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Two 'underground' vegetables join forces in a soup you'll want to share

By Wolfgang Puck, Tribune Content Agency on

One of the happiest benefits of the farmers market revolution is the fact that food lovers get to discover products that not so long ago were unknown or unavailable. Seeing beautiful piles of produce in a market stall and talking with the people who grew them encourages cooks to try vegetables or fruits that they may once have been wary of tasting through unfamiliarity, much in the way that toddlers sometimes instinctively turn their heads away when introduced to new foods.

Two of my favorite ingredients whose profiles have risen in recent years -- thanks in part to farmers markets are sunchokes and fennel bulbs. I like to think of them as both literally and figuratively "underground" vegetables, because they grow beneath the soil and once were little known to the general public. What's especially interesting and pleasing to me is how well they complement each other, as you'll see when you make my recipe for sunchoke and fennel soup.

"Sunchoke" is the modern-day name now generally given to what once called the Jerusalem artichoke. The name has changed largely for accuracy, since the knobby little tuber (an underground stem, or rhizome, like a potato), which looks a bit like overgrown ginger, neither comes from Jerusalem nor is related to the artichoke, apart from a shared slightly nutty flavor.

In fact, the first part of the former name comes from the fact that it's part of the sunflower family, and the Italian word for that plant is girasole, literally meaning "turning toward the sun" as sunflowers tend to do; though it was mistranslated into English as a reference to the Holy Land! Sunchokes are highly versatile, delicious raw in thin slices or cooked in a wide variety of ways.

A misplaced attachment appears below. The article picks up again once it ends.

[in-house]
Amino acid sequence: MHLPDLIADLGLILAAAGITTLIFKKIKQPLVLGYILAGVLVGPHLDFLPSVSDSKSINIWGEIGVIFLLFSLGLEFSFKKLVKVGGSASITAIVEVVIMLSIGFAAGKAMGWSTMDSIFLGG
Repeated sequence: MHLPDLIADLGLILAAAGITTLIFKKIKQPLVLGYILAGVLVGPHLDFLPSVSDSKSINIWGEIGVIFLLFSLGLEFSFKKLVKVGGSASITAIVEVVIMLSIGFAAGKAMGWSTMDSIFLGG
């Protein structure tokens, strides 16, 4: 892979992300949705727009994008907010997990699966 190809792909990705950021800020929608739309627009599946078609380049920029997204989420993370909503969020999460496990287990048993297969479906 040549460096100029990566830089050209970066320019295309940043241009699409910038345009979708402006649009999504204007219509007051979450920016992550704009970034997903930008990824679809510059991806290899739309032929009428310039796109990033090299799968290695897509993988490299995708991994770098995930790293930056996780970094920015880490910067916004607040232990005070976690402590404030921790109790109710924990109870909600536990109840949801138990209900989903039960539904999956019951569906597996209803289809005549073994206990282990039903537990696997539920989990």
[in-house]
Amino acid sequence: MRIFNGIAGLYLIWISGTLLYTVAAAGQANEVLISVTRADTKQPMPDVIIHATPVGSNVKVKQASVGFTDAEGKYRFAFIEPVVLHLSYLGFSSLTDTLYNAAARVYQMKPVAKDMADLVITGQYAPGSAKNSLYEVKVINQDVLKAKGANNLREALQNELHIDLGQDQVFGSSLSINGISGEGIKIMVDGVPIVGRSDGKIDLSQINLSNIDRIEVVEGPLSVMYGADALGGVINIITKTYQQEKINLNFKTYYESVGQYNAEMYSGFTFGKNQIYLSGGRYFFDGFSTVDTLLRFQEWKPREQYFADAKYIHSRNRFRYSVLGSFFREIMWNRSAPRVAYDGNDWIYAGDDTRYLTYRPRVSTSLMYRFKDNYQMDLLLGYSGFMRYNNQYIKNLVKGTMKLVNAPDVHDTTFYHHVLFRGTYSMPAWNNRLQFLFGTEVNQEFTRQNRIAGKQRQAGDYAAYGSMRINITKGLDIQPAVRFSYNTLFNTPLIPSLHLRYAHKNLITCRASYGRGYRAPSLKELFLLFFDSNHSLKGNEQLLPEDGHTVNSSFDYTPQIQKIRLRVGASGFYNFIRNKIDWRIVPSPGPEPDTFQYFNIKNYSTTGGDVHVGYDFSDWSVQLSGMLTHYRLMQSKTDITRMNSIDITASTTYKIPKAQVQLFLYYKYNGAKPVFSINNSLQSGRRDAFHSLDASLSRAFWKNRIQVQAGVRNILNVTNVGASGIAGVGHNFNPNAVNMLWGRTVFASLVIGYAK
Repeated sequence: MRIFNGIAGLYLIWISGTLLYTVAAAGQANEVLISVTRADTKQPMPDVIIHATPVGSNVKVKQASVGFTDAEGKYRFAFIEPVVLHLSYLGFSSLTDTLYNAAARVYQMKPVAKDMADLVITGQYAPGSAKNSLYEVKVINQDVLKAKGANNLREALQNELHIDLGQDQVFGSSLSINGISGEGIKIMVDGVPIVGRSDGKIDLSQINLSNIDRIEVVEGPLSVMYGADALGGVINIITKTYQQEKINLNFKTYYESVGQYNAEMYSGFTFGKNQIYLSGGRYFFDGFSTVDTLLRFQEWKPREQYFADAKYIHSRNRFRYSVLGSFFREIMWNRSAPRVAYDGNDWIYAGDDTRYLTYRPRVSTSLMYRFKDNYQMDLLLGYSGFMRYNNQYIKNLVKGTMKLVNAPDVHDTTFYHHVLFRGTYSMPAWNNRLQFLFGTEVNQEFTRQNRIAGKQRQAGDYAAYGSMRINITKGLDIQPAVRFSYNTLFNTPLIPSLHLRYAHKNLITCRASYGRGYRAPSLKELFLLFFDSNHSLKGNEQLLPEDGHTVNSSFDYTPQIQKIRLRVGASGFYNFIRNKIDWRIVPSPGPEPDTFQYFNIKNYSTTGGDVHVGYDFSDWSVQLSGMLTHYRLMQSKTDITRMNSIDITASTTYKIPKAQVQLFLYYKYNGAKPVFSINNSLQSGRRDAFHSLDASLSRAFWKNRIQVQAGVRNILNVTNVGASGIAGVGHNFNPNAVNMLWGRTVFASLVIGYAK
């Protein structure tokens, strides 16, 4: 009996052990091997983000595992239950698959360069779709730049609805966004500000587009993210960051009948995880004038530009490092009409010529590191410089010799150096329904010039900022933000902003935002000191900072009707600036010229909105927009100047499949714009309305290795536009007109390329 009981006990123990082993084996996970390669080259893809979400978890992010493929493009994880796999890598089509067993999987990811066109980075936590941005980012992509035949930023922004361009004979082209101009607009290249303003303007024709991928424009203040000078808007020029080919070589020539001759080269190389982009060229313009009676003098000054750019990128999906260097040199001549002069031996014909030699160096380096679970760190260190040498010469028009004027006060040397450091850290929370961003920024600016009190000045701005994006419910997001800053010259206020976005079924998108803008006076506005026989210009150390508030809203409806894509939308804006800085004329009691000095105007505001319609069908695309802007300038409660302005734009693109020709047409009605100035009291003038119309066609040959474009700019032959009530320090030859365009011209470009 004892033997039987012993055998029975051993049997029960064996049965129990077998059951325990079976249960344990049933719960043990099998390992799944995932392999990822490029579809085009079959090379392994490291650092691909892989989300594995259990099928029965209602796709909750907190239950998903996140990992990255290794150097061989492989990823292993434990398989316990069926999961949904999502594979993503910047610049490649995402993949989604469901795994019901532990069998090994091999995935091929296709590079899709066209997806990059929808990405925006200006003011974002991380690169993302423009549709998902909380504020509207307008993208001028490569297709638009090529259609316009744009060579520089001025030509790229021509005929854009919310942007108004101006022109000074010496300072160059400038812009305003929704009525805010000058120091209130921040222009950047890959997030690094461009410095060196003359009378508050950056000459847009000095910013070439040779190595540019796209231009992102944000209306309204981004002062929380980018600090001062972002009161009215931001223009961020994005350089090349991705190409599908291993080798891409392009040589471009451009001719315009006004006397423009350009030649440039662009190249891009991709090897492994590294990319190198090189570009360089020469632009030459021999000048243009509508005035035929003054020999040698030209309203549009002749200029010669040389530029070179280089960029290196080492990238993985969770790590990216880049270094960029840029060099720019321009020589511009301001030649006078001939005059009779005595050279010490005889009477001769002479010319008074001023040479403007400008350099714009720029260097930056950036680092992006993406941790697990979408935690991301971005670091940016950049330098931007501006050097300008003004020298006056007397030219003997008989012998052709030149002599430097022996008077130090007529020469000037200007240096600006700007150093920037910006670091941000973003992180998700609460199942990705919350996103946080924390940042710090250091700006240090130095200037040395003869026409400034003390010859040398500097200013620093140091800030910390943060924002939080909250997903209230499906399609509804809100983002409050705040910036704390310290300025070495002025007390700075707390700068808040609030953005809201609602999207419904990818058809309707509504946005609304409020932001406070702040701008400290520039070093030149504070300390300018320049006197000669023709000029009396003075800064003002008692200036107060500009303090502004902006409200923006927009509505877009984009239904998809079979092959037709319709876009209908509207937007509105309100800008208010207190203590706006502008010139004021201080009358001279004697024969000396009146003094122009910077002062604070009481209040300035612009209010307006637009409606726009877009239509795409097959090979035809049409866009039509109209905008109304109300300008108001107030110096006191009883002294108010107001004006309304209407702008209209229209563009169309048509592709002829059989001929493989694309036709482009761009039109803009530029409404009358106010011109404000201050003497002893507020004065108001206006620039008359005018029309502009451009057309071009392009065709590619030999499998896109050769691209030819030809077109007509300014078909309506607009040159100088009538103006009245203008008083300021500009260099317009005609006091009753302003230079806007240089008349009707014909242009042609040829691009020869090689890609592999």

Fennel bulb, meanwhile, is related to the feathery, anise-scented herb called fennel. The bulb is wonderfully crisp and refreshingly flavorful, delicious raw in salads or cooked. Some people, however, may object to its hint of sweet licorice-like flavor.

But when you bring cooked sunchokes and bulb fennel together in a pureed soup, something marvelous happens. That licorice flavor recedes to become subtly herbaceous, while the sunchokes harmonize perfectly with their mildly nutty richness. (I also include a potato to lend the mixture just a touch more body, as well as a large shallot for its sweetly oniony aromatic note.) The result is an elegant, beautiful soup worthy of a special dinner party, especially if you take the optional extra step of deep-frying some thinly sliced sunchokes to add a delightfully crispy garnish like miniature potato chips.


So please visit your local farmers market soon and try these unheralded stars of the vegetable world. I hope you'll agree with me that they were meant for each other!


Serves 6 to 8

1 lemon, juiced, squeezed halves reserved


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